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Dropship

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When the petrol runs out in a post-apoc world we can saddle up and get out of town if we have to,.:)



The wheels take the weight, not your knees..:)






And if the zombs have roadblocked the main roads we can go cross-country..:)


 

Dropship

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And how much can your carry to your bug out location?

I once entered a 100-mile bike ride in the dead of winter (luckily it wasn't snowing) and carried a rucksack full of food and drink and finished the course on just what I carried..:)
If vehicles aren't available because of petrol/gas/diesel shortage we'll have no choice but to pack what we can into our saddlebags. (Personally I like to use a rucksack when cycling (and no saddlebag), whatever floats yer boat.)
 

Dropship

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You are going to bicycle to where, and then set up shop with what you were carrying? What happen to the van full of food that was going to carry you over? Planning to fail again.

It depends on what type of Apocalypse/National Emergency hits us, so think flexible and adapt, improvise, overcome..:)
(And as I told you in another thread, you live in the blue state of AZ which voted against Trump and his wall so you've got zilch protection along your southern border, THAT'S a classic example of planning to fail.)
 
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EastenerWesterner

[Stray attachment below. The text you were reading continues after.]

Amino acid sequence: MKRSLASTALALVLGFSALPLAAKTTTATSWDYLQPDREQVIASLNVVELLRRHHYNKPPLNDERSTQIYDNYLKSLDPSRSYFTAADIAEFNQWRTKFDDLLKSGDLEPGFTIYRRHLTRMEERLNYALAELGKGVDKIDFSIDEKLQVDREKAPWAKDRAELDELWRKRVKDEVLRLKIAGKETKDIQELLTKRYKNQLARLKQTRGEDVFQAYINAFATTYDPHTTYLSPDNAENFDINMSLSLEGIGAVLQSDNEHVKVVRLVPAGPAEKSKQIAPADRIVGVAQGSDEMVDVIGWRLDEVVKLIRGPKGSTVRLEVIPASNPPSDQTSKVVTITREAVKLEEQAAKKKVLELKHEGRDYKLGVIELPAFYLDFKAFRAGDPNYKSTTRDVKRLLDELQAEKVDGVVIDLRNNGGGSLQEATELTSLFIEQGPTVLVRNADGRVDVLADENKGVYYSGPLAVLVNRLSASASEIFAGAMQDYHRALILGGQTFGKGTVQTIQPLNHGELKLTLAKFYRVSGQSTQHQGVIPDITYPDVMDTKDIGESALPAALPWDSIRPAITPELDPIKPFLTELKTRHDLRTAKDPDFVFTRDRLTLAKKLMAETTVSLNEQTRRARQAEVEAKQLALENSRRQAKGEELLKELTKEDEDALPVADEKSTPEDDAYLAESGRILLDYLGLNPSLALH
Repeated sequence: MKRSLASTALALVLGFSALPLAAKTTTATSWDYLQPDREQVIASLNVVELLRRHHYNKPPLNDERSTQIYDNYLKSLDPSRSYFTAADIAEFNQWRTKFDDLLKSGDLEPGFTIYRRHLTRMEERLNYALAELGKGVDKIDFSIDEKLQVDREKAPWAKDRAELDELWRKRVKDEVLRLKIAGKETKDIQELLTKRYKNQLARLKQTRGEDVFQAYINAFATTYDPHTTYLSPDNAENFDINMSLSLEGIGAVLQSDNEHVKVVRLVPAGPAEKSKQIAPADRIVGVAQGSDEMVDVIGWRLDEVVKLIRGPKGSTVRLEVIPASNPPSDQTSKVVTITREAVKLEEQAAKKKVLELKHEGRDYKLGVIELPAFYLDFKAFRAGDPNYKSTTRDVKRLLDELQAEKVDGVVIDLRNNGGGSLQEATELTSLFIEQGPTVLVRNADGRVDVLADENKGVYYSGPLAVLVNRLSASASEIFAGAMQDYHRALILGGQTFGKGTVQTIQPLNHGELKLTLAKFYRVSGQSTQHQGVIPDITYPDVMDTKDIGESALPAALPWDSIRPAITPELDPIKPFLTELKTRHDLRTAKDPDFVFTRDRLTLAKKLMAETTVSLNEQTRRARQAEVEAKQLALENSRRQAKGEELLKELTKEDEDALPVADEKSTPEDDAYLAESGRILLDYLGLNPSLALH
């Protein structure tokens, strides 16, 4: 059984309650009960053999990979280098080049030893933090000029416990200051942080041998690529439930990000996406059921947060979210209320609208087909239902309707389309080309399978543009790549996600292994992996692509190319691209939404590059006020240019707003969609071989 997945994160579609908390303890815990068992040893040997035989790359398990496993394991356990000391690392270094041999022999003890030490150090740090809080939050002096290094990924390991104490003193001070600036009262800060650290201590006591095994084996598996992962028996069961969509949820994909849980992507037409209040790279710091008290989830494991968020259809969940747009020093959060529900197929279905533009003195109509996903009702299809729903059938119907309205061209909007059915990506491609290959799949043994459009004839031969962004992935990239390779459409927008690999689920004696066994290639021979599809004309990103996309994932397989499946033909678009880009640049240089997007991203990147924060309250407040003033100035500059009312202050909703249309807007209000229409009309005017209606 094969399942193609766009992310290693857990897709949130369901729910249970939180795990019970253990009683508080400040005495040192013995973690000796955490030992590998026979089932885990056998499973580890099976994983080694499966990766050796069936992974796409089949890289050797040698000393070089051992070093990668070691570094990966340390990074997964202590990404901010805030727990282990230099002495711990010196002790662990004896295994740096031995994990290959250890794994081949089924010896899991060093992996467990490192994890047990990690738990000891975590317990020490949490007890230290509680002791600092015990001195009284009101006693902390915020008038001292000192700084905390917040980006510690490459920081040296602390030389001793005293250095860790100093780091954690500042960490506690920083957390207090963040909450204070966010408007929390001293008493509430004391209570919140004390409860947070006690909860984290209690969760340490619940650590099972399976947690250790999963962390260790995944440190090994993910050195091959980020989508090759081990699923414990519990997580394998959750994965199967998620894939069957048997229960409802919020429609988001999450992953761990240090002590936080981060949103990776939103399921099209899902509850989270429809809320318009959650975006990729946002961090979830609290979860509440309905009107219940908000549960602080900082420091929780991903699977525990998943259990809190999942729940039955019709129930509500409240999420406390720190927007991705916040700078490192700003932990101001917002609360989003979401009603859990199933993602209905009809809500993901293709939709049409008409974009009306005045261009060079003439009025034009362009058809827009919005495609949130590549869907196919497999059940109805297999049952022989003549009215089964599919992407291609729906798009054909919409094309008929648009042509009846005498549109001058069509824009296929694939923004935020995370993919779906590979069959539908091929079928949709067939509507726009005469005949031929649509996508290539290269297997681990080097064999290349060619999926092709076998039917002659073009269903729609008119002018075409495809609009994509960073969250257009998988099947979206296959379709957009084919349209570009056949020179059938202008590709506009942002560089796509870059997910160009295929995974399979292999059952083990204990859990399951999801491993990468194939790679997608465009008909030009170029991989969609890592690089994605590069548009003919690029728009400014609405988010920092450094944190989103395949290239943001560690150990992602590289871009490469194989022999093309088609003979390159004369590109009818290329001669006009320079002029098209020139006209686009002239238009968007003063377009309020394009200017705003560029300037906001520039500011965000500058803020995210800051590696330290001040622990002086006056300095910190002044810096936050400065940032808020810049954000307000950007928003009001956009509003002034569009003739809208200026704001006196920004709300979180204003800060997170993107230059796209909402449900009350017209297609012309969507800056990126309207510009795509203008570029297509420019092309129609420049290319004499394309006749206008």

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I thought about an electric scooter. In case my wife can’t get up the road. light enough to carry across a landslide. It would be cool to travel when she when is charging her car too.
But if we go on Vacation, we will bring the real bikes. we found a really neat Bar /Cafe in the woods to get a cocktail off our favorite path.
 

EastenerWesterner

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This is me in my cycling glory days.. :cool:

My road is a 1600 ft rise over 3 miles. I have seen many a biker coughing up a lung. Cursing, Swearing, screaming at me for driving up and down my road.
My favorite thing to do is to rip off a shotgun blast when they are going 30mph downhill around blind curves past my house That I will only take my truck at 20 mph.
Go as slow as you were going up, and we won’t have an issue.
 

tmttactical

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I already live in a horse and buggy/tractor community. It'll just continue.
The horse and buggy are excellent! Great transportation and can actually haul a fair amount of goods. Much more versatile than a bicycle. The horse can be ridden into areas no bicycle will be able to traverse.
 

tmttactical

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It depends on what type of Apocalypse/National Emergency hits us, so think flexible and adapt, improvise, overcome..:)
(And as I told you in another thread, you live in the blue state of AZ which voted against Trump and his wall so you've got zilch protection along your southern border, THAT'S a classic example of planning to fail.)
We have constitutional carry, what you got?
 

Illini Warrior

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post-SHTF for in-town chore runs - OK (safety pending)

bugging out? - absolute desperation "last ditch" opportunity - especially if you have a bug out or get-home pinch point like a bridge/tunnel where a bike could continue after a vehicle ditching ...